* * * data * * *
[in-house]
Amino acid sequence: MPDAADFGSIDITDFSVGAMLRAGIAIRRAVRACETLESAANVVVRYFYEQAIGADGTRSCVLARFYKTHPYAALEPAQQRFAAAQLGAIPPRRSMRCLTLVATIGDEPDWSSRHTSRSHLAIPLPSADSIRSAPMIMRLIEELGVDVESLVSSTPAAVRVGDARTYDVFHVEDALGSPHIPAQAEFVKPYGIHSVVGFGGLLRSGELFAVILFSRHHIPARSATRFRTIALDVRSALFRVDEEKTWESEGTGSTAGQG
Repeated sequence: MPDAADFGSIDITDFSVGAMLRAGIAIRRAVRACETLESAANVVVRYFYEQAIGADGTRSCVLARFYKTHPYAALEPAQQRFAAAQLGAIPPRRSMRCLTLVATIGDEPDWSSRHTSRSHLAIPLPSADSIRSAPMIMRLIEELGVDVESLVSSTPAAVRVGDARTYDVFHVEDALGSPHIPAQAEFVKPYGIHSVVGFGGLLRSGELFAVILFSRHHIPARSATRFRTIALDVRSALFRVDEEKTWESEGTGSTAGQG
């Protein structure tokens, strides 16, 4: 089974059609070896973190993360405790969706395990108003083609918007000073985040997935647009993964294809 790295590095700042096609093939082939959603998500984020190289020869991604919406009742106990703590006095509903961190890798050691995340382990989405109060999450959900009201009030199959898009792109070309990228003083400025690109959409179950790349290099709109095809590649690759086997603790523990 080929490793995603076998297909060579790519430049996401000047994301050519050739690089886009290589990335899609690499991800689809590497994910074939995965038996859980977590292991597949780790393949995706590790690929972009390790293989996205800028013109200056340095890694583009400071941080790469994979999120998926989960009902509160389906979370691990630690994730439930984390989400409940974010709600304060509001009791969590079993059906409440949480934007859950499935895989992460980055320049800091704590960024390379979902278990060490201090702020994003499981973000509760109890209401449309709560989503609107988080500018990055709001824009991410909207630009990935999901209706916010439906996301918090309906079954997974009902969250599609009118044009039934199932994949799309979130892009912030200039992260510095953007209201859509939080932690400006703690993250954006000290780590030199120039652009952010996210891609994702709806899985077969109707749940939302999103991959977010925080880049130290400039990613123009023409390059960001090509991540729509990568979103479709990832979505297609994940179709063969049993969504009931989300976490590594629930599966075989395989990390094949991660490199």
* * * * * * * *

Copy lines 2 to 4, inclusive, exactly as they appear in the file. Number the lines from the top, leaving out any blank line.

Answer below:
Amino acid sequence: MPDAADFGSIDITDFSVGAMLRAGIAIRRAVRACETLESAANVVVRYFYEQAIGADGTRSCVLARFYKTHPYAALEPAQQRFAAAQLGAIPPRRSMRCLTLVATIGDEPDWSSRHTSRSHLAIPLPSADSIRSAPMIMRLIEELGVDVESLVSSTPAAVRVGDARTYDVFHVEDALGSPHIPAQAEFVKPYGIHSVVGFGGLLRSGELFAVILFSRHHIPARSATRFRTIALDVRSALFRVDEEKTWESEGTGSTAGQG
Repeated sequence: MPDAADFGSIDITDFSVGAMLRAGIAIRRAVRACETLESAANVVVRYFYEQAIGADGTRSCVLARFYKTHPYAALEPAQQRFAAAQLGAIPPRRSMRCLTLVATIGDEPDWSSRHTSRSHLAIPLPSADSIRSAPMIMRLIEELGVDVESLVSSTPAAVRVGDARTYDVFHVEDALGSPHIPAQAEFVKPYGIHSVVGFGGLLRSGELFAVILFSRHHIPARSATRFRTIALDVRSALFRVDEEKTWESEGTGSTAGQG
């Protein structure tokens, strides 16, 4: 089974059609070896973190993360405790969706395990108003083609918007000073985040997935647009993964294809 790295590095700042096609093939082939959603998500984020190289020869991604919406009742106990703590006095509903961190890798050691995340382990989405109060999450959900009201009030199959898009792109070309990228003083400025690109959409179950790349290099709109095809590649690759086997603790523990 080929490793995603076998297909060579790519430049996401000047994301050519050739690089886009290589990335899609690499991800689809590497994910074939995965038996859980977590292991597949780790393949995706590790690929972009390790293989996205800028013109200056340095890694583009400071941080790469994979999120998926989960009902509160389906979370691990630690994730439930984390989400409940974010709600304060509001009791969590079993059906409440949480934007859950499935895989992460980055320049800091704590960024390379979902278990060490201090702020994003499981973000509760109890209401449309709560989503609107988080500018990055709001824009991410909207630009990935999901209706916010439906996301918090309906079954997974009902969250599609009118044009039934199932994949799309979130892009912030200039992260510095953007209201859509939080932690400006703690993250954006000290780590030199120039652009952010996210891609994702709806899985077969109707749940939302999103991959977010925080880049130290400039990613123009023409390059960001090509991540729509990568979103479709990832979505297609994940179709063969049993969504009931989300976490590594629930599966075989395989990390094949991660490199």